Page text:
The titles “Signature of ocean warming in global fisheries catch” certainly suggests global warming is the sole cause of those changes and they imply it is a threat to marine ecosystems without considering other causes. Scientists traditionally were taught to entertain multiple hypotheses to explain any phenomenon in question. One trade mark of bad science and CO2 advocacy is that alternative explanation never get more than lip serve and this paper never considers any alternatives.

    They suggest CO2 warming is pushing northward with “Marine fishes and invertebrates respond to ocean warming through distribution shifts, generally to higher latitudes and deeper waters Consequently, fisheries should be affected by ‘tropicalization’ of catch1–4 (increasing dominance of warm-water species).

    “This study shows that ocean warming has already affected global fisheries in the past four decades, highlighting the immediate need to develop adaptation plans to minimize the effect of such warming on the economy and food security of coastal communities, particularly in tropical regions.”

    I have listened to fishery biologist bicker about the the correct adaptations. Biologist who understand the effects of the decadal oscillations offer solutions that will insure refuge populations are not overfished during the ebbs in the cycle. For salmon they argue for stream restoration to assure refuge in low rainy season . In contrast biologist those that believe we are doomed by warming argue that we cut emissions and write off fish at the southern end of the range and spend their funding only on those fish being forced northward.

    This article makes a lot bad claims that you seem to overlook.

  58. GlynnMhor says:

    Juraj V. says: “Climate science: still masturbating on that 30-years trend.”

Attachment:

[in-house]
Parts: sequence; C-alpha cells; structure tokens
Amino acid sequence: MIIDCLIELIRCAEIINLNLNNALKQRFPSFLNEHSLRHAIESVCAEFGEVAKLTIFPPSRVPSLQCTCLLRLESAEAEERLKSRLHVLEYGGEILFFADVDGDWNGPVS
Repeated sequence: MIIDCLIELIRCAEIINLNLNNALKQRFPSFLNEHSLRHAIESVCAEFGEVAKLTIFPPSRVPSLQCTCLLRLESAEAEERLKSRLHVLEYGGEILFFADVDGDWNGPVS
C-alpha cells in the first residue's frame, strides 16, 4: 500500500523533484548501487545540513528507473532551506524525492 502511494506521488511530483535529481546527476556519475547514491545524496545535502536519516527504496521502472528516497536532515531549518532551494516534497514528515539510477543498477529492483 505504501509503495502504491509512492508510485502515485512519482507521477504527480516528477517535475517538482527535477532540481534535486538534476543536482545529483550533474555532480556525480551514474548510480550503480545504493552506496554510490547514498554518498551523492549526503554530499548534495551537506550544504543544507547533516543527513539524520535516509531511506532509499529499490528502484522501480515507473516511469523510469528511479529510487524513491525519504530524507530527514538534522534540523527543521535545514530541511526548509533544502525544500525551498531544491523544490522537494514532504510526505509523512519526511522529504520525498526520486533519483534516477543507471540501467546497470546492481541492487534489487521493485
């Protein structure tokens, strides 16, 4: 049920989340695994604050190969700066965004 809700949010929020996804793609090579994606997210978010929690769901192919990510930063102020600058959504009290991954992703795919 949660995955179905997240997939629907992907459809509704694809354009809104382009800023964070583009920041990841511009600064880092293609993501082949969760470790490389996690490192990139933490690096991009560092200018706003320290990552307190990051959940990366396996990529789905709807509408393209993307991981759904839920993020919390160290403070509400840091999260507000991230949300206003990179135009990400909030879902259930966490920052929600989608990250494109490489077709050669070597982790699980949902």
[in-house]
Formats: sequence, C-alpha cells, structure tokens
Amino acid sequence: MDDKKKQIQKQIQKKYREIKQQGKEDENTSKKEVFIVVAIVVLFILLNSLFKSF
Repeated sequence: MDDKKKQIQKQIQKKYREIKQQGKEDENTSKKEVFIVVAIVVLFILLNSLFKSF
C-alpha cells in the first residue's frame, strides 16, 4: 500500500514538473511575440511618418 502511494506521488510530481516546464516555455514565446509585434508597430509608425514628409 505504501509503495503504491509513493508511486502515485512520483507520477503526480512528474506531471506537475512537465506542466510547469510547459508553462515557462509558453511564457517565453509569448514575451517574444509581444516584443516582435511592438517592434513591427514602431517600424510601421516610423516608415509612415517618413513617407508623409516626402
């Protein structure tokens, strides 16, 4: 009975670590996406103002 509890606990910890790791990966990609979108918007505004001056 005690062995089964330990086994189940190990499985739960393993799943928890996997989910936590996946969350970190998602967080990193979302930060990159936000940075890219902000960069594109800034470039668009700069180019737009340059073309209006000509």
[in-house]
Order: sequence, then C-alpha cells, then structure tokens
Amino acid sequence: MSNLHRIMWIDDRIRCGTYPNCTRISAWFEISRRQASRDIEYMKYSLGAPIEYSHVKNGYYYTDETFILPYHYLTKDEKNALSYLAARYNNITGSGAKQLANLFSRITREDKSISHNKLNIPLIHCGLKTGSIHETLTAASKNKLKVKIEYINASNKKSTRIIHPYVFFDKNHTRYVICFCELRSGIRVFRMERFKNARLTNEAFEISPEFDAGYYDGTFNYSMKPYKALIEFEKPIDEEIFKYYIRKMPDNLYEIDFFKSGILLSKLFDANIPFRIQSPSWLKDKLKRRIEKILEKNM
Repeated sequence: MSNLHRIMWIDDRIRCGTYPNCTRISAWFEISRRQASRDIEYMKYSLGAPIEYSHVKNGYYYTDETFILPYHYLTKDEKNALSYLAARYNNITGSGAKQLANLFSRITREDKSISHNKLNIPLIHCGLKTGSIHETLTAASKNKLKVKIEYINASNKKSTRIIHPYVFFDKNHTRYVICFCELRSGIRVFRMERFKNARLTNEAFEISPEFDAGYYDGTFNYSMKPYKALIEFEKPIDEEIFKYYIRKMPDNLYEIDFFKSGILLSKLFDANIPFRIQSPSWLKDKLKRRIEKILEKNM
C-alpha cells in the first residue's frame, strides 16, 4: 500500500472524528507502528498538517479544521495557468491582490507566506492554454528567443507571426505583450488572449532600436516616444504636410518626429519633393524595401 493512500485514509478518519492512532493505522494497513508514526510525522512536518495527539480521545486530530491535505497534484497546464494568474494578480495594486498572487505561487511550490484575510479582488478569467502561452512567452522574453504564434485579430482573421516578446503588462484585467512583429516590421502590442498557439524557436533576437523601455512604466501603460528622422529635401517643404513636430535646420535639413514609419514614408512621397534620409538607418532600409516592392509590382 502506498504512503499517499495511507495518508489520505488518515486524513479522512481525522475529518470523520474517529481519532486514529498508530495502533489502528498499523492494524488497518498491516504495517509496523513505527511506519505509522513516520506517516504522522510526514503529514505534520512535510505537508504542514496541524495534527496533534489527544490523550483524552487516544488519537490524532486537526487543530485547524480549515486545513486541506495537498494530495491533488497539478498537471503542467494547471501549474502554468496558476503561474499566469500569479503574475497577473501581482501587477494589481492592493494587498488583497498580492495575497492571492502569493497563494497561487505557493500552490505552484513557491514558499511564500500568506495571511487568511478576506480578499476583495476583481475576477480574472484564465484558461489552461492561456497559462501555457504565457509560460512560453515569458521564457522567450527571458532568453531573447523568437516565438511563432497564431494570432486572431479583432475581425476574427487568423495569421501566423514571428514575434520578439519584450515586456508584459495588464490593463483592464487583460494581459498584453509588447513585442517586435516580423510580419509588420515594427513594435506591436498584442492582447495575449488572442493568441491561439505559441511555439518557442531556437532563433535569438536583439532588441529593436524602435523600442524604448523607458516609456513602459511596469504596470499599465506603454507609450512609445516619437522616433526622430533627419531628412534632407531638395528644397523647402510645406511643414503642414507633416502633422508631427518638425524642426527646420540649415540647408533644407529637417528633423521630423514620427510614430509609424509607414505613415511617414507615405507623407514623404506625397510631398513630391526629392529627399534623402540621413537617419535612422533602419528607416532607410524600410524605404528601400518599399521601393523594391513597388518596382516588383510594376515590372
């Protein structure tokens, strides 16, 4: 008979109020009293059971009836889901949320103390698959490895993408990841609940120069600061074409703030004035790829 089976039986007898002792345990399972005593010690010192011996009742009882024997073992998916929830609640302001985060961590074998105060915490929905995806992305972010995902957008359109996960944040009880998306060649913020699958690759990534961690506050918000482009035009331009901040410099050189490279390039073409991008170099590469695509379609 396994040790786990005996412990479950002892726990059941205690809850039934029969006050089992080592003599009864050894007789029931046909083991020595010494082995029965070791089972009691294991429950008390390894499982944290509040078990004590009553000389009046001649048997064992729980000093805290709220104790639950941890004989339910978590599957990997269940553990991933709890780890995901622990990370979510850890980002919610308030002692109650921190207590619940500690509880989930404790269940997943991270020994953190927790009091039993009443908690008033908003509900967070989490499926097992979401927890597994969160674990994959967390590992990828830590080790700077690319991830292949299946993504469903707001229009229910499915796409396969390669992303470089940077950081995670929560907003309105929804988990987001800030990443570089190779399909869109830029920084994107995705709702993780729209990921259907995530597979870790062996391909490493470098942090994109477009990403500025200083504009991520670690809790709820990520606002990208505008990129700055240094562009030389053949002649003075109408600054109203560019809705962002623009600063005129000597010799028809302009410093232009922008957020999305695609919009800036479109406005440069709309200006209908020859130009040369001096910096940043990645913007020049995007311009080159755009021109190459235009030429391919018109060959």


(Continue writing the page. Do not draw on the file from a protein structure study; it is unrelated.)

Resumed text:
Worse yet, as the French would say: “On ne fait que branler les mouches”. (Doing nothing more than masturbating flies)

  59. GingerZilla says:

    Laurie Bowen on May 16, 2013 at 3:38 pm

    Despite previous attempts the poor have not reduced their numbers. They are inefficient and we need to reduced costly people. I think if we burn all the poor D[--look away--]s then we are afforded, due even, one last Grand Carbon Sacrifice, which incidentally is just the kind of initiative we need to kick start the floundering* Carbon Trading markets and stave off the cold.

    /sarc continues

    * /pun

  60. Gary Pearse says:

    “Marine species are gradually moving away from the equator”

    And we already know from Willis Eschenbach’s work that the equatorial waters can’t get any hotter than 30C. I think they are trying to get away from Argo floats and Marine institutes intrusive boats (sarc).

    jayhd says:
    May 16, 2013 at 11:03 am

    “Here in Pennsylvania, there are many lakes, rivers and streams where there is an advisory restricting the consumption of fish from those bodies of water because of mercury. But I didn’t know the fish had so much mercury in them they could be used as thermometers!”

    A couple of decades ago, I was having a beer with an old uncle who met a friend in the pub who gave us a smoked Winnipeg Goldeye, a fish specific to Lake Winnipeg that is an exported delicacy. My uncle asked his friend -“Isn’t this species loaded with mercury?” and the friend replied “Yes, but you just hold a lighter under his tail and quickly chop his head off.”

  61. Eugene WR Gallun says:

    ralfellis 11:19 am

    haha! you made my day!

    Eugene WR Gallun

  62. dalyplanet says:

    Matthew Souders they did not use measured water temperatures. They used adjusted weights of harvested fish stocks and changes of location since 1970 of harvested fish stocks as a proxy for temperature.

  63. Pamela Gray says:

    Anybody who has fished for salmon for a living out in the ocean is fully aware of fish migration cycles that extend into decades. How do you think oceanic cycles were discovered in the first place? My guess is that the pampered ninnies who penned the article above have never pulled a hook out of a fish’s mouth.

  64. Anthony Watts says:

    I had next to zero time this AM when I first posted this story due to meeting obligations with a network, Bob Tisdale has followed up.

    His update to this post here http://wattsupwiththat.com/2013/05/16/washington-post-headline-worlds-fish-have-been-moving-to-cooler-waters-for-decades-study-finds/

  65. Robert of Ottawa says: